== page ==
This is the second of two articles written by Robert Timms, Oxfam EDP board member. (The first can be read here.)
In November 2018 I had the opportunity to spend a week in Ethiopia with Oxfam’s Enterprise Development Programme (EDP). Travelling with the local EDP staff, based in Addis Ababa, plus Oxfam colleagues from Mexico, Oxford and London, I gained fascinating insight into the enterprises supported. In these two articles I explain a bit about EDP’s innovative model through my experiences of two of the enterprises supported: Asosa Seed Union and GreenPath Food.
A key component of funding for the enterprises supported by EDP is to put in place lending to promote growth. In the countries supported by EDP (currently Honduras, Nepal, Bangladesh and Rwanda, in addition to Ethiopia) there is often a “missing middle” for access to finance: the gap between microfinance on the one hand, for very small-scale loans, and large commercial loans on the other hand, for already-established businesses seen as comparatively low-risk.
EDP bridges this gap by working with local financial institutions to provide loan guarantees. Apart from handling the admin – a bank’s core business involves lending, tracking repayments and managing regulatory requirements – a financial institution can enable an EDP-supported business to build up a credit history, possibly for the first time.
In Addis Ababa we visited Zemen Bank, one of the local institutions working with EDP, to understand their viewpoint. Primarily, of course, any bank would see the appeal of lending with a guarantee. But for the supported business, the benefits of EDP’s backing were immediately apparent: the bank confirmed that the terms for an EDP-guaranteed loan are much more favourable than a business with no credit history could normally expect. This leads to not only a lower interest rate, but also a more flexible schedule of repayments.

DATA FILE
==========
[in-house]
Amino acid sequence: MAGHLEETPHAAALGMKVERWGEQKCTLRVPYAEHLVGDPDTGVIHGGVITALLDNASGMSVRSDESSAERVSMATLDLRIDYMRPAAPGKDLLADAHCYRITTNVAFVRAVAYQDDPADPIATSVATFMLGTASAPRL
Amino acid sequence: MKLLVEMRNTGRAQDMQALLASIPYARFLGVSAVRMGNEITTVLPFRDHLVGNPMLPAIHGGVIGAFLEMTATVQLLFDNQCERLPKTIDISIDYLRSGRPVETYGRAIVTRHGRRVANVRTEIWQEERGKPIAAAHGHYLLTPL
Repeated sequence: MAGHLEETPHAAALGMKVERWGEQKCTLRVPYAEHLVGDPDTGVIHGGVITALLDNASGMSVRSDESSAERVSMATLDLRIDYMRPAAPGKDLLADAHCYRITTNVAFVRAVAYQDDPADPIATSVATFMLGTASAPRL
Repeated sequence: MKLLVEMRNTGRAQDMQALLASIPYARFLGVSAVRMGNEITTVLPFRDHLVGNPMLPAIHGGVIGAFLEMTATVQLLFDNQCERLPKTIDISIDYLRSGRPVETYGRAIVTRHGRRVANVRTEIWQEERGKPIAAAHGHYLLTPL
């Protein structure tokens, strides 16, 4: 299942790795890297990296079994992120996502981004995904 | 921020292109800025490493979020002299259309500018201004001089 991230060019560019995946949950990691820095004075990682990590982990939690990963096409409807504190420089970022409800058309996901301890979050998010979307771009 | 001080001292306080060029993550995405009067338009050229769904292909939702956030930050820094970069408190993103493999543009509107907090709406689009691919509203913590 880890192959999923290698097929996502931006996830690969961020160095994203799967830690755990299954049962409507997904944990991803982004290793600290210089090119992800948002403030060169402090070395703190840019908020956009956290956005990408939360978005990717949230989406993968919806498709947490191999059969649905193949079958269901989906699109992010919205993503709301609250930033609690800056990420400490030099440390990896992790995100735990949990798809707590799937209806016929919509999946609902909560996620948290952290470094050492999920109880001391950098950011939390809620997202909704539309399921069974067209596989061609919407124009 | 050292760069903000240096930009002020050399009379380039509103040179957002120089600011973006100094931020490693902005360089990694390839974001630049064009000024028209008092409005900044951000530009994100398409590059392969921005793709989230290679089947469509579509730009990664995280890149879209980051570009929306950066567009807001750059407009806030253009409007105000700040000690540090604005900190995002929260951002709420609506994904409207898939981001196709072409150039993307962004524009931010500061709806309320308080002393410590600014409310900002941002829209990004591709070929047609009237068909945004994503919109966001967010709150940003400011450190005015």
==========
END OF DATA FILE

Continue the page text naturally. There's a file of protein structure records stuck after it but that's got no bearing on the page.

As one of the EDP enterprises was approaching its final loan repayment, Zemen Bank also stated that they would be willing to offer a second loan if required, with a smaller percentage of collateral needed from EDP. The steady build-up of credit history means that if each loan is repaid on schedule, the supported business will have a greater chance of obtaining a loan with smaller external backing in the future, and eventually needing no external backing – leading to a more sustainable financial footing.
So EDP shoulders much of the risk in determining which businesses to lend to. As with any risk, this needs to be carefully managed. In the case of EDP an Investment Committee, whose members generally come from a finance background, is responsible for selecting candidate investments and coordinating appropriate due diligence. In many respects this is analogous to a private equity or venture capital approach, but taking into account specific social impact goals as well as purely financial criteria.
For donors to EDP, it’s a highly attractive proposition: money won’t just benefit a single enterprise as a one-off gift; instead, successfully repaid loans can be recycled time and again, either into a subsequent phase of the same business if required, or, after an EDP exit, into the next exciting enterprise.